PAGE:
I would like to now introduce the concept of enough. *As in- I have been given and granted enough. *I have been gifted enough. *Now I have the choice to share. *I am a member of a community called the US. *I care about myself; I care about my community. *

Actually I'm being selfish. *Who wants to pull out of their gated community and stare at impoverished settlements? *Or have your drive ruined by underdressed women advertising their merchandise on the roadside? *I find life more pleasant when I can understand and communicate intelligently with others, such as the postal clerk and grocer's cashier.
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Re: Roger Lowenstein on Social Security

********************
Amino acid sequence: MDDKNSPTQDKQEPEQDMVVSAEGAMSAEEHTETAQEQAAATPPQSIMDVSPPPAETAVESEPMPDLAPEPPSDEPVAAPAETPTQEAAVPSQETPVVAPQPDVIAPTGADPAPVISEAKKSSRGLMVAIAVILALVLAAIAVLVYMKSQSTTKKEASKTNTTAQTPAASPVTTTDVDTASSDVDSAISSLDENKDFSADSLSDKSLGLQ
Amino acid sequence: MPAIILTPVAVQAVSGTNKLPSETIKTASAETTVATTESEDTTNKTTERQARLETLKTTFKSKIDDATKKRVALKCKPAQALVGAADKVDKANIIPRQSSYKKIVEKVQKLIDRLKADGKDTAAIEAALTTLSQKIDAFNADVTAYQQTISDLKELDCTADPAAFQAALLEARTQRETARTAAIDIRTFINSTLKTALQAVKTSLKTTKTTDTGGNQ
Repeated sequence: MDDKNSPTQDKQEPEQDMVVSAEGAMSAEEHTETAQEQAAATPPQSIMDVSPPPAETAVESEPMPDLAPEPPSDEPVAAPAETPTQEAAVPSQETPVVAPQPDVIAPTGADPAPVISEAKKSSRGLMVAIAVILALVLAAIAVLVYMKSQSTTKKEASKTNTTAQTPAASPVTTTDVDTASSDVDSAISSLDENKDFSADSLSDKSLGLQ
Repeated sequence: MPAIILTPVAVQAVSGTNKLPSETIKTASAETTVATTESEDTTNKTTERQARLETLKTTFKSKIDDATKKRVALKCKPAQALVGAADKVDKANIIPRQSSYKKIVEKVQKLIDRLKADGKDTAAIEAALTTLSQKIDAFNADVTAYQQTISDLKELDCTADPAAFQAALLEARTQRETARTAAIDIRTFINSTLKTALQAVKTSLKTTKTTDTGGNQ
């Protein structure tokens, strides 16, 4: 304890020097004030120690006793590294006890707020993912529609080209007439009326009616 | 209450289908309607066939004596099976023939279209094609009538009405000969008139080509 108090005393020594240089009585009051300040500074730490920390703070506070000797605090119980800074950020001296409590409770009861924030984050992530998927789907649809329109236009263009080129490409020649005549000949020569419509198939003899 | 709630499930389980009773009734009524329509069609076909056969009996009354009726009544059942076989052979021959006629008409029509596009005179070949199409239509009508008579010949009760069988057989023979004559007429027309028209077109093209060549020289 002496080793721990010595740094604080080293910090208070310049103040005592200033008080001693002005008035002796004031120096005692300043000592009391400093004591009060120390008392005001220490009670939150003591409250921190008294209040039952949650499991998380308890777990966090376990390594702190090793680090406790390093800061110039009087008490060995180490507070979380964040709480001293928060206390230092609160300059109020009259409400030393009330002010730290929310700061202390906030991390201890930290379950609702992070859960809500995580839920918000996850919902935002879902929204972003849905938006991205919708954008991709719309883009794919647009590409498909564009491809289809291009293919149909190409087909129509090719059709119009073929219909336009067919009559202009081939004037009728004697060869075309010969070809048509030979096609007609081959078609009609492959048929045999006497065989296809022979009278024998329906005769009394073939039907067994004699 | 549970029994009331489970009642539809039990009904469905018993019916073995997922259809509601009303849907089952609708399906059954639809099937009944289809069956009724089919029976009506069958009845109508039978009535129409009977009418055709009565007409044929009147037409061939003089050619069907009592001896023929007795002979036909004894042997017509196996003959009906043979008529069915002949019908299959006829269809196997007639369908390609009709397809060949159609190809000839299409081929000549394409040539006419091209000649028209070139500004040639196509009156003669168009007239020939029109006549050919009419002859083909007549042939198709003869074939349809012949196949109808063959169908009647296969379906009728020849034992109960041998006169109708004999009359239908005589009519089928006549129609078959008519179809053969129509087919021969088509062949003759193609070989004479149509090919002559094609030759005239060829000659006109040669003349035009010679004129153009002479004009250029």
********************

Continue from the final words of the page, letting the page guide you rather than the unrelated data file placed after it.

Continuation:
Old 01-21-2005, 09:51 AM   #39
 
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Re: Roger Lowenstein on Social Security

It's really disappointing how so many of you can't confine your argument with Michael's post without also deriding him and his assumed ethics personally. This thread really exposes the nasty side of this fine forum.
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Re: Roger Lowenstein on Social Security
Old 01-21-2005, 11:41 AM   #40
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Re: Roger Lowenstein on Social Security

Guest,

I apologize if I have offended you . My post was in response to the context of Michael's posts. .